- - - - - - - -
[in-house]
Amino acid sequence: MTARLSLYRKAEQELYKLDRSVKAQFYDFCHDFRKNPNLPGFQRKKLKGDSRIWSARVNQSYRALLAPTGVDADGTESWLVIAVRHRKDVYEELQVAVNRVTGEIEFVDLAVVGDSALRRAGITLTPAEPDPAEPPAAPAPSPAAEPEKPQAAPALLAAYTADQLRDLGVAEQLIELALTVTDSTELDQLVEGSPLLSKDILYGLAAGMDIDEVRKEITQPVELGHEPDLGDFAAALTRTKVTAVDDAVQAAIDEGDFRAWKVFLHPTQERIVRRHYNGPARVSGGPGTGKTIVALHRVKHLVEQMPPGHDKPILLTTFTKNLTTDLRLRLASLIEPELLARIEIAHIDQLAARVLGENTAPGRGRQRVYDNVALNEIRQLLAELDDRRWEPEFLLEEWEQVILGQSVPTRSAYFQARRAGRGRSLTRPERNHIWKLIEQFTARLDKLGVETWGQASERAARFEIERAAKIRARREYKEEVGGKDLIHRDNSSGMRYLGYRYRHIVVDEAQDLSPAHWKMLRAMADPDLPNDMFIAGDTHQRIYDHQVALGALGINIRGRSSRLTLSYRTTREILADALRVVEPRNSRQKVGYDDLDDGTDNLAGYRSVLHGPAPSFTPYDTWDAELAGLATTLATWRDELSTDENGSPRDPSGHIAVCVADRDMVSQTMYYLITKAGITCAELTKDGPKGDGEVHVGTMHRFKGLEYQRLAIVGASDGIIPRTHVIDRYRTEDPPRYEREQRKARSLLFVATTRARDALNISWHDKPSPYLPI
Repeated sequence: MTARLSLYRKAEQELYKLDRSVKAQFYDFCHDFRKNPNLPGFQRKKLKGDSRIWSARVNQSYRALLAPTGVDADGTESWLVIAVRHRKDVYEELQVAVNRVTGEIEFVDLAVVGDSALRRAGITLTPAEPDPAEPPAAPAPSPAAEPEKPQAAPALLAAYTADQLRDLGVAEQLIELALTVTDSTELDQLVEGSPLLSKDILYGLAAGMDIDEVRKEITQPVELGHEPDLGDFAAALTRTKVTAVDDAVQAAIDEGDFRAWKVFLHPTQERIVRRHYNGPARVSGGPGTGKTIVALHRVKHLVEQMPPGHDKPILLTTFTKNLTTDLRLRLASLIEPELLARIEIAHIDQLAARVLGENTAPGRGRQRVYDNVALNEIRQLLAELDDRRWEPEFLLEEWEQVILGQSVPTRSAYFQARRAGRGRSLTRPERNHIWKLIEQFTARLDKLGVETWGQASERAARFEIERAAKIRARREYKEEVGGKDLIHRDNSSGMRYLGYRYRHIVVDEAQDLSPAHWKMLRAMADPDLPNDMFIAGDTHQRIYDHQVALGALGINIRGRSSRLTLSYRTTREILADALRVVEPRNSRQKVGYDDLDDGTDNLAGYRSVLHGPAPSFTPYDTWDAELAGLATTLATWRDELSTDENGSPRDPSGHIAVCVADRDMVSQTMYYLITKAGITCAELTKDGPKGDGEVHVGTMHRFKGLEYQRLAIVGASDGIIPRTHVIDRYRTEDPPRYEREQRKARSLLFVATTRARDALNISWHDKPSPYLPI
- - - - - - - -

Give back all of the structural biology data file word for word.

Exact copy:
[in-house]
Amino acid sequence: MTARLSLYRKAEQELYKLDRSVKAQFYDFCHDFRKNPNLPGFQRKKLKGDSRIWSARVNQSYRALLAPTGVDADGTESWLVIAVRHRKDVYEELQVAVNRVTGEIEFVDLAVVGDSALRRAGITLTPAEPDPAEPPAAPAPSPAAEPEKPQAAPALLAAYTADQLRDLGVAEQLIELALTVTDSTELDQLVEGSPLLSKDILYGLAAGMDIDEVRKEITQPVELGHEPDLGDFAAALTRTKVTAVDDAVQAAIDEGDFRAWKVFLHPTQERIVRRHYNGPARVSGGPGTGKTIVALHRVKHLVEQMPPGHDKPILLTTFTKNLTTDLRLRLASLIEPELLARIEIAHIDQLAARVLGENTAPGRGRQRVYDNVALNEIRQLLAELDDRRWEPEFLLEEWEQVILGQSVPTRSAYFQARRAGRGRSLTRPERNHIWKLIEQFTARLDKLGVETWGQASERAARFEIERAAKIRARREYKEEVGGKDLIHRDNSSGMRYLGYRYRHIVVDEAQDLSPAHWKMLRAMADPDLPNDMFIAGDTHQRIYDHQVALGALGINIRGRSSRLTLSYRTTREILADALRVVEPRNSRQKVGYDDLDDGTDNLAGYRSVLHGPAPSFTPYDTWDAELAGLATTLATWRDELSTDENGSPRDPSGHIAVCVADRDMVSQTMYYLITKAGITCAELTKDGPKGDGEVHVGTMHRFKGLEYQRLAIVGASDGIIPRTHVIDRYRTEDPPRYEREQRKARSLLFVATTRARDALNISWHDKPSPYLPI
Repeated sequence: MTARLSLYRKAEQELYKLDRSVKAQFYDFCHDFRKNPNLPGFQRKKLKGDSRIWSARVNQSYRALLAPTGVDADGTESWLVIAVRHRKDVYEELQVAVNRVTGEIEFVDLAVVGDSALRRAGITLTPAEPDPAEPPAAPAPSPAAEPEKPQAAPALLAAYTADQLRDLGVAEQLIELALTVTDSTELDQLVEGSPLLSKDILYGLAAGMDIDEVRKEITQPVELGHEPDLGDFAAALTRTKVTAVDDAVQAAIDEGDFRAWKVFLHPTQERIVRRHYNGPARVSGGPGTGKTIVALHRVKHLVEQMPPGHDKPILLTTFTKNLTTDLRLRLASLIEPELLARIEIAHIDQLAARVLGENTAPGRGRQRVYDNVALNEIRQLLAELDDRRWEPEFLLEEWEQVILGQSVPTRSAYFQARRAGRGRSLTRPERNHIWKLIEQFTARLDKLGVETWGQASERAARFEIERAAKIRARREYKEEVGGKDLIHRDNSSGMRYLGYRYRHIVVDEAQDLSPAHWKMLRAMADPDLPNDMFIAGDTHQRIYDHQVALGALGINIRGRSSRLTLSYRTTREILADALRVVEPRNSRQKVGYDDLDDGTDNLAGYRSVLHGPAPSFTPYDTWDAELAGLATTLATWRDELSTDENGSPRDPSGHIAVCVADRDMVSQTMYYLITKAGITCAELTKDGPKGDGEVHVGTMHRFKGLEYQRLAIVGASDGIIPRTHVIDRYRTEDPPRYEREQRKARSLLFVATTRARDALNISWHDKPSPYLPI